smart & soft power
Bollywood’s global popularity and the ‘Cool Japan’ initiative are highlighted in this week’s roundup.
An analogy usually works as a low-risk way to make a point. The secret is to stick to comparisons that garner near-universal support. President Trump did it in February when he talked about the need for bold infrastructure projects like Eisenhower’s Interstate Highway System. Last year Sen. Lindsey Graham proposed a Marshall Plan for the Middle East. President Obama launched the Cancer Moonshot, a nod to the Apollo program.
The many ways in which countries can cooperate in promoting cultural heritage and intercultural dialogue were the main topics discussed by the foreign ministers of Greece, Italy, China, Egypt, India, Iran, Iraq, Peru, Bolivia and Mexico in the “Ancient Civilizations” conference held in Athens on Monday. [...] Well-known Greek and foreign archaeologists, professors and museum directors from these ten countries spoke about the proposed actions and successful examples of culture management.
While China’s presence and influence in Africa is well documented – especially regarding resource extraction – another element is increasingly becoming an important economic and political tool: traditional Chinese medicine. Chinese involvement in Africa has long included a prominent medical presence, with Beijing supporting medical efforts on the continent for decades. As China’s export capacity increased in the late 1990s and early 2000s
Greek Foreign Minister Nikos Kotzias said that the upcoming Forum of Ancient Civilizations conference, hosted by Greece, will bring together countries with some of the world's oldest cultures to find ways of exercising soft power across the world.[...] The two-day conference is due to take place in the Greek capital of Athens on Sunday and will feature representatives from China, India, Iraq, Iran, Egypt, Italy, Mexico, Peru, Bolivia as well as Greece.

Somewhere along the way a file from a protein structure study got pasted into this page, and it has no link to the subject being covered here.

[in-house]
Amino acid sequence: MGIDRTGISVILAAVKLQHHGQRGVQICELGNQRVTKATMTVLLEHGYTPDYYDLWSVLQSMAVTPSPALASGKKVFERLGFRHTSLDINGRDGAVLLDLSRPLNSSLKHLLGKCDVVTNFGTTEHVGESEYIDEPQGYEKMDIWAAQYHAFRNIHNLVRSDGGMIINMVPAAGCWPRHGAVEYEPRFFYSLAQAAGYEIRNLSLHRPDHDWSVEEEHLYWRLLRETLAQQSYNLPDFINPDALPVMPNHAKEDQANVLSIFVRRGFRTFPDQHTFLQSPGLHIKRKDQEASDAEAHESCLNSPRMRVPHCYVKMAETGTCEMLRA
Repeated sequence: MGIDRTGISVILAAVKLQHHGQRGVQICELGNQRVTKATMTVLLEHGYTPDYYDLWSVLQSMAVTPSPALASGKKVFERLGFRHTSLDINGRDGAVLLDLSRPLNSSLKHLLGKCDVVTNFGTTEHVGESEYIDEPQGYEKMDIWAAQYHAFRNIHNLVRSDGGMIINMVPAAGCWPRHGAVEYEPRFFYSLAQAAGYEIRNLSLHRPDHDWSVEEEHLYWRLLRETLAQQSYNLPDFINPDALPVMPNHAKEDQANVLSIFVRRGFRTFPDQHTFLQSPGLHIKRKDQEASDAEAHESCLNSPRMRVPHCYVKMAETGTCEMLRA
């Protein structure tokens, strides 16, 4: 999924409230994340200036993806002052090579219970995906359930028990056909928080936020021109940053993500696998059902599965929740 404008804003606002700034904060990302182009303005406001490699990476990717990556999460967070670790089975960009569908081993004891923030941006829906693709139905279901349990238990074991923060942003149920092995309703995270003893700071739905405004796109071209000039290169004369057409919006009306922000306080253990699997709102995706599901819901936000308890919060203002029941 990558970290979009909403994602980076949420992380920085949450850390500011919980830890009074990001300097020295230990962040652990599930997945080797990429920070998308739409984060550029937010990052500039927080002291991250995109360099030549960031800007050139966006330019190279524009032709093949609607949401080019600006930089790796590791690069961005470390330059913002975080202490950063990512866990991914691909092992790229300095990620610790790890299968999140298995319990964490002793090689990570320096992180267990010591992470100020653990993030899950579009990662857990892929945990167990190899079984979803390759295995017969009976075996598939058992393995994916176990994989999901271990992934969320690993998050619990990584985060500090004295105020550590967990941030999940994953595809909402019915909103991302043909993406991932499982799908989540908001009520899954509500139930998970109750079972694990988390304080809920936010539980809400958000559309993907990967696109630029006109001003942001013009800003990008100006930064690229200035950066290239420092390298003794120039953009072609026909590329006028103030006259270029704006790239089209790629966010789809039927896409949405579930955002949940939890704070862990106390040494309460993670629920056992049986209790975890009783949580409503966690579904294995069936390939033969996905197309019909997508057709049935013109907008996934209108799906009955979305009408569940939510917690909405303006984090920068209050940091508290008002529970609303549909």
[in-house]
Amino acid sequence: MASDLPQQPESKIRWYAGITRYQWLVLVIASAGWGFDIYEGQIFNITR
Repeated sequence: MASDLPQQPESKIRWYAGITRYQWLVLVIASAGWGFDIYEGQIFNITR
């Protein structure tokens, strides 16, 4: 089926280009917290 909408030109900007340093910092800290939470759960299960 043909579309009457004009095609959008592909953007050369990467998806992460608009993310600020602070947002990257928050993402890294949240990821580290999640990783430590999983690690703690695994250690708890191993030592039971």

Our hyper-connected world has put more power in the hands of individuals and other non-state actors – from NGOs like Greenpeace to transnational terror groups like the so-called Islamic State. Over the past decade, foreign ministries have responded by becoming increasingly sophisticated in their communication strategies. Diplomats need to communicate directly with foreign publics to explain foreign policies, and to mobilize governments and civil society to support their aims.
Many view Europe as a spent force in global politics. Conventional wisdom states that world politics today is unipolar, with the United States as the sole superpower. Or perhaps it is multipolar, with China, India, and the rest rising to challenge Western powers. Either way, Europe's role is secondary - and declining. The European Union, it is said, is too weak to avoid withering away in the face of Russian subversion, mass migration, right-wing revolt, British plans to leave, slow growth, and anemic defense spending.
In the last 10 years, in light of China’s rise, the resurgence of Russia on the world stage, and the proliferation of non-state actors in the Middle East, the concept of soft power has taken on renewed significance. Definitions of it abound and expansions of the examples and explanations of its various forms are offered from across the academy. [...] The other major change affecting soft power definitions and policies is technological innovation.